[Show abstract][Hide abstract] ABSTRACT: The role of the extracellular matrix (ECM) and mechanotransduction as an important signaling factor in the human uterus is just beginning to be appreciated. The ECM is not only the substance that surrounds cells, but ECM stiffness will either compress cells or stretch them resulting in signals converted into chemical changes within the cell, depending on the amount of collagen, cross-linking, and hydration, as well as other ECM components. In this review we present evidence that the stiffness of fibroid tissue has a direct effect on the growth of the tumor through the induction of fibrosis. Fibrosis has two characteristics: (1) resistance to apoptosis leading to the persistence of cells and (2) secretion of collagen and other components of the ECM such a proteoglycans by those cells leading to abundant disposition of highly cross-linked, disoriented, and often widely dispersed collagen fibrils. Fibrosis affects cell growth by mechanotransduction, the dynamic signaling system whereby mechanical forces initiate chemical signaling in cells. Data indicate that the structurally disordered and abnormally formed ECM of uterine fibroids contributes to fibroid formation and growth. An appreciation of the critical role of ECM stiffness to fibroid growth may lead to new strategies for treatment of this common disease.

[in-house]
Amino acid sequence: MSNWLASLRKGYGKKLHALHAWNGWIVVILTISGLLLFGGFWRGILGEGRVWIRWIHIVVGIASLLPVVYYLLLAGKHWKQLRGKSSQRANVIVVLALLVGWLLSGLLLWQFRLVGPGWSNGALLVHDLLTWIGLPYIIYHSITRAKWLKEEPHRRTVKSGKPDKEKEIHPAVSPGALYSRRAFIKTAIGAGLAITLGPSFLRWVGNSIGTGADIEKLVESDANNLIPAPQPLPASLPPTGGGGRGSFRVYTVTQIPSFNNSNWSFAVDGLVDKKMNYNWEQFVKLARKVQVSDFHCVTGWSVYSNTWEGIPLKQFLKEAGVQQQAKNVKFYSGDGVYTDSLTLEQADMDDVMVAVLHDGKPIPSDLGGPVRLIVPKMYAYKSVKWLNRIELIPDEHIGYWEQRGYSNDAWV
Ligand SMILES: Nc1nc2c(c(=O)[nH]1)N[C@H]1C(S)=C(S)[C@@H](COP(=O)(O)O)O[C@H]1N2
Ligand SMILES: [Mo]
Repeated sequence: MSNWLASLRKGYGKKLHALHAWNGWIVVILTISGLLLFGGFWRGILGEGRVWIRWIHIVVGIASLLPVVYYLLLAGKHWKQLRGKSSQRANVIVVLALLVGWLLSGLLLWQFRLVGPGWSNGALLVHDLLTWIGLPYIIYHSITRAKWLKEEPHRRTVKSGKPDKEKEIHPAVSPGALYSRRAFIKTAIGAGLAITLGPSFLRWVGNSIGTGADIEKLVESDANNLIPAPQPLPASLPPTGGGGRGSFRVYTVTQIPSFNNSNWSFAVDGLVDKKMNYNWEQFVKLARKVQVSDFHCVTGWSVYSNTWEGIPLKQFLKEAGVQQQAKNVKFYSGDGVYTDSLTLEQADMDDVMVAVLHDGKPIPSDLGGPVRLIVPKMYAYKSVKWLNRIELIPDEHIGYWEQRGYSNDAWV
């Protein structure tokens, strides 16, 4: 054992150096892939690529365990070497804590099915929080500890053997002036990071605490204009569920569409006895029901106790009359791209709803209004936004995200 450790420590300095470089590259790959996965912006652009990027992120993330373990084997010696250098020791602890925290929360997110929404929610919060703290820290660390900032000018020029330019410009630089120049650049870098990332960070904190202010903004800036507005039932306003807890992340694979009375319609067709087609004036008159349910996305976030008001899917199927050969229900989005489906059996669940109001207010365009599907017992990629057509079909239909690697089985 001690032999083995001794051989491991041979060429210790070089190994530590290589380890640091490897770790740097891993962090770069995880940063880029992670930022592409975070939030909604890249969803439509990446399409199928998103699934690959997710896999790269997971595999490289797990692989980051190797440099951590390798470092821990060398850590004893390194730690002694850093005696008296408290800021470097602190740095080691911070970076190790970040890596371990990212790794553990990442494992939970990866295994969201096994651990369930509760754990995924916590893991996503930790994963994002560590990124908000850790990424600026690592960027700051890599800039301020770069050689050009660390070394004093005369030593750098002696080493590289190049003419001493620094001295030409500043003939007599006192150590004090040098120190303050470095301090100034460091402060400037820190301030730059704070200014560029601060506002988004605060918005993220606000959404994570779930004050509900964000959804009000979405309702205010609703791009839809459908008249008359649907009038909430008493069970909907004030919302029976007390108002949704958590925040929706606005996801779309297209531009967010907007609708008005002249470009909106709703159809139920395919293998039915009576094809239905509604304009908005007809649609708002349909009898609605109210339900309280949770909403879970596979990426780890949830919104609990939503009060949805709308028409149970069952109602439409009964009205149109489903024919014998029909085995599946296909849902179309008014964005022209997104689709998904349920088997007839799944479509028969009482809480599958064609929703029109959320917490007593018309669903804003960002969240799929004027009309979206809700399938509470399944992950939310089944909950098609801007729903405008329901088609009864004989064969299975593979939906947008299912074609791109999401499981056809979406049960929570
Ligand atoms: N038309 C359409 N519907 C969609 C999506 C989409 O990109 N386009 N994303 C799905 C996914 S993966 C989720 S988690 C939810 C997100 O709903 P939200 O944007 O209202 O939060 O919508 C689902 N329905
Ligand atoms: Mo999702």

Obstetrics and Gynecology International 07/2014; 2014:783289. DOI:10.1155/2014/783289
"Another report demonstrated the presence of VDR mRNA and protein in the livers of rats throughout life . Both in vitro and in vivo models have demonstrated anti-proliferative and anti-fibrotic effects of calcitriol on liver fibrosis . In concanavalin A (ConA)-induced mouse AIH, calcitriol significantly decreased the serum alanine transaminase (ALT) levels and markedly attenuated histological liver damage. "
[Show abstract][Hide abstract] ABSTRACT: Autoimmune hepatitis is an inflammation of the liver characterized by the presence of peri-portal hepatitis, hypergammaglobulinemia, and the serum autoantibodies. The disease is classified into 2 distinct types according to the nature of auto-antibodies. Disturbances of the calcium-parathyroid hormone-vitamin D axis are frequently associated with chronic liver disease. Patients with AIH have a high prevalence of vitamin D deficiency. Genetic studies have provided the opportunity to determine which proteins link vitamin D to AIH pathology, namely, the major histocompatibility complex class II molecules, vitamin D receptors, toll-like receptors, cytotoxic T lymphocyte antigen-4, cytochrome P450 CYP2D6, regulatory T cells (Tregs) and the forkhead/winged helix transcription factor 3. Vitamin D also exerts its effect on AIH through non-genomic factors, namely, mitogen-activated protein kinase signaling pathways, γδT cells, interferon-gamma nitric oxide synthase, and reactive oxygen stress. In conclusion, vitamin D may have a beneficial role in AIH and improves liver function in concanavalin A-induced mouse AIH. Calcitriol is best used for AIH because it is the active form of a vitamin D3 metabolite and its receptors are present in sinusoidal endothelial cells, Kupffer cells, stellate cells of normal livers, and the biliary cell line.